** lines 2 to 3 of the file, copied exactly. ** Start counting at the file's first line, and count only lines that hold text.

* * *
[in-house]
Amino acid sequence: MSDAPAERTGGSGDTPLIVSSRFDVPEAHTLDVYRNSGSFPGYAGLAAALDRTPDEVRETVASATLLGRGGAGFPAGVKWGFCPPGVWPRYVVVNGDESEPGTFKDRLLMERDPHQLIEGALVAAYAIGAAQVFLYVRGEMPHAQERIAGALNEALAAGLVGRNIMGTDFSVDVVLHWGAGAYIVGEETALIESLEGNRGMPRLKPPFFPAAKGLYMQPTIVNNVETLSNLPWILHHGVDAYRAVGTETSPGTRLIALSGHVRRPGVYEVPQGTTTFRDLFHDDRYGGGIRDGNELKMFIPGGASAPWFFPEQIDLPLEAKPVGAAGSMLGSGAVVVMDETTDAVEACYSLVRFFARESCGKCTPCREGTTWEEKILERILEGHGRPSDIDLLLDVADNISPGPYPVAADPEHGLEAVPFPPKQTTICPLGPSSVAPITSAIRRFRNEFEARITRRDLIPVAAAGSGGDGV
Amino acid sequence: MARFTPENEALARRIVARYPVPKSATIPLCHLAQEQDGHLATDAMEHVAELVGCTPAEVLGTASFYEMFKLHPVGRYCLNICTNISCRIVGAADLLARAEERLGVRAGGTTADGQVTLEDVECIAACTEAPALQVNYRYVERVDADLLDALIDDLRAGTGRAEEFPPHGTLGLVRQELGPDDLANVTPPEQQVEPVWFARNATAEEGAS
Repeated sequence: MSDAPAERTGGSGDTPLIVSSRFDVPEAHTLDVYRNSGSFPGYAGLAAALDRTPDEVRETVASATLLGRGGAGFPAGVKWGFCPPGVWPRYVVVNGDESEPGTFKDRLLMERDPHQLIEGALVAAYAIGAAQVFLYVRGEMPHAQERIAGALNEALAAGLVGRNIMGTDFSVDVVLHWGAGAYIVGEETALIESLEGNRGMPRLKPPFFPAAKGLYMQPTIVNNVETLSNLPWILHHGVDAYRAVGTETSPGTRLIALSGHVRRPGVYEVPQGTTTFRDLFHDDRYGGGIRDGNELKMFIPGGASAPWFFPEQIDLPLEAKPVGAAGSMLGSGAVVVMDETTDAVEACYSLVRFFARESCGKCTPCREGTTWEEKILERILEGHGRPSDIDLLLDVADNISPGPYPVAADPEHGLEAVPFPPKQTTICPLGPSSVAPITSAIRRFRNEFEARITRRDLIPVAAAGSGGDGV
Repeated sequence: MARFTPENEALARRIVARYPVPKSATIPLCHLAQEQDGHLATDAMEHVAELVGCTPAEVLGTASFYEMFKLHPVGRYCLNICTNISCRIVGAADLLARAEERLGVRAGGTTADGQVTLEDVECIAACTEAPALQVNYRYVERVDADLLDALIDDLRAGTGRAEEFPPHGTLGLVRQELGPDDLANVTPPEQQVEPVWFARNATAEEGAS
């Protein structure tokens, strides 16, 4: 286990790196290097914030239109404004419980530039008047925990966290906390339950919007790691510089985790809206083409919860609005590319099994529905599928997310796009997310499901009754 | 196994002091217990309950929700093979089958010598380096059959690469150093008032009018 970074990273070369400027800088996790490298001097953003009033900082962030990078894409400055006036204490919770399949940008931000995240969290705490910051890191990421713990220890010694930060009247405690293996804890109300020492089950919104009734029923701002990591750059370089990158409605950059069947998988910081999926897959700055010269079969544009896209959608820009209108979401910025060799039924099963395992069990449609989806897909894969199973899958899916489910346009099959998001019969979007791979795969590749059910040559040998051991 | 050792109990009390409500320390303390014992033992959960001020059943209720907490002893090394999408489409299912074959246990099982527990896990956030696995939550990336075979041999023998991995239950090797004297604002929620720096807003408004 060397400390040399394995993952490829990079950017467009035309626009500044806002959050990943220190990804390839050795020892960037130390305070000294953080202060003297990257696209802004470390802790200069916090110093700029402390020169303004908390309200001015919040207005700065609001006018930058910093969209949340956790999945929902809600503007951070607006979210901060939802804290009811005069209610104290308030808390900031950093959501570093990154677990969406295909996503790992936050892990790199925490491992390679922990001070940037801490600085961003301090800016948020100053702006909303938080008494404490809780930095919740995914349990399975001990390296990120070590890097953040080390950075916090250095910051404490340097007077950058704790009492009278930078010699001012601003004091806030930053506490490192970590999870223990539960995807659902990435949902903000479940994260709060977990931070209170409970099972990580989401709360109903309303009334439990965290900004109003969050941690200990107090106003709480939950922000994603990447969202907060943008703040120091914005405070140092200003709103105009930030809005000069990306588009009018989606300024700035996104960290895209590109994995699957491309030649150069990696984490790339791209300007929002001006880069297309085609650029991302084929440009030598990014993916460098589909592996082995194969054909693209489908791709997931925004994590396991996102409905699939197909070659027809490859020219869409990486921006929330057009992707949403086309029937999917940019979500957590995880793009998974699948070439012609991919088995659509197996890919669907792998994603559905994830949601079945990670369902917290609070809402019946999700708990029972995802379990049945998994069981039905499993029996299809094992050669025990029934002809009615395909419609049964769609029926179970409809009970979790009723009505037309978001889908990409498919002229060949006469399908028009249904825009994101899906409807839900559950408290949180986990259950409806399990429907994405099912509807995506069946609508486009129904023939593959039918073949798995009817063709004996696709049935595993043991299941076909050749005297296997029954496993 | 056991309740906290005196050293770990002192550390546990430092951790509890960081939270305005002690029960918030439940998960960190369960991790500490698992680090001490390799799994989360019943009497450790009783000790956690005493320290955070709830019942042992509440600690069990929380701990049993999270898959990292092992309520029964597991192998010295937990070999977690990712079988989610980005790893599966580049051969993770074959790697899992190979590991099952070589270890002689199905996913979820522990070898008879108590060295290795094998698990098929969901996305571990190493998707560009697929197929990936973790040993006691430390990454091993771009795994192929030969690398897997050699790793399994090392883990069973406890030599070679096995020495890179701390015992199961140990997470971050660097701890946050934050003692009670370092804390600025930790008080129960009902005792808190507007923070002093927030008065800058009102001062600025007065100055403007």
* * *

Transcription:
Amino acid sequence: MSDAPAERTGGSGDTPLIVSSRFDVPEAHTLDVYRNSGSFPGYAGLAAALDRTPDEVRETVASATLLGRGGAGFPAGVKWGFCPPGVWPRYVVVNGDESEPGTFKDRLLMERDPHQLIEGALVAAYAIGAAQVFLYVRGEMPHAQERIAGALNEALAAGLVGRNIMGTDFSVDVVLHWGAGAYIVGEETALIESLEGNRGMPRLKPPFFPAAKGLYMQPTIVNNVETLSNLPWILHHGVDAYRAVGTETSPGTRLIALSGHVRRPGVYEVPQGTTTFRDLFHDDRYGGGIRDGNELKMFIPGGASAPWFFPEQIDLPLEAKPVGAAGSMLGSGAVVVMDETTDAVEACYSLVRFFARESCGKCTPCREGTTWEEKILERILEGHGRPSDIDLLLDVADNISPGPYPVAADPEHGLEAVPFPPKQTTICPLGPSSVAPITSAIRRFRNEFEARITRRDLIPVAAAGSGGDGV
Amino acid sequence: MARFTPENEALARRIVARYPVPKSATIPLCHLAQEQDGHLATDAMEHVAELVGCTPAEVLGTASFYEMFKLHPVGRYCLNICTNISCRIVGAADLLARAEERLGVRAGGTTADGQVTLEDVECIAACTEAPALQVNYRYVERVDADLLDALIDDLRAGTGRAEEFPPHGTLGLVRQELGPDDLANVTPPEQQVEPVWFARNATAEEGAS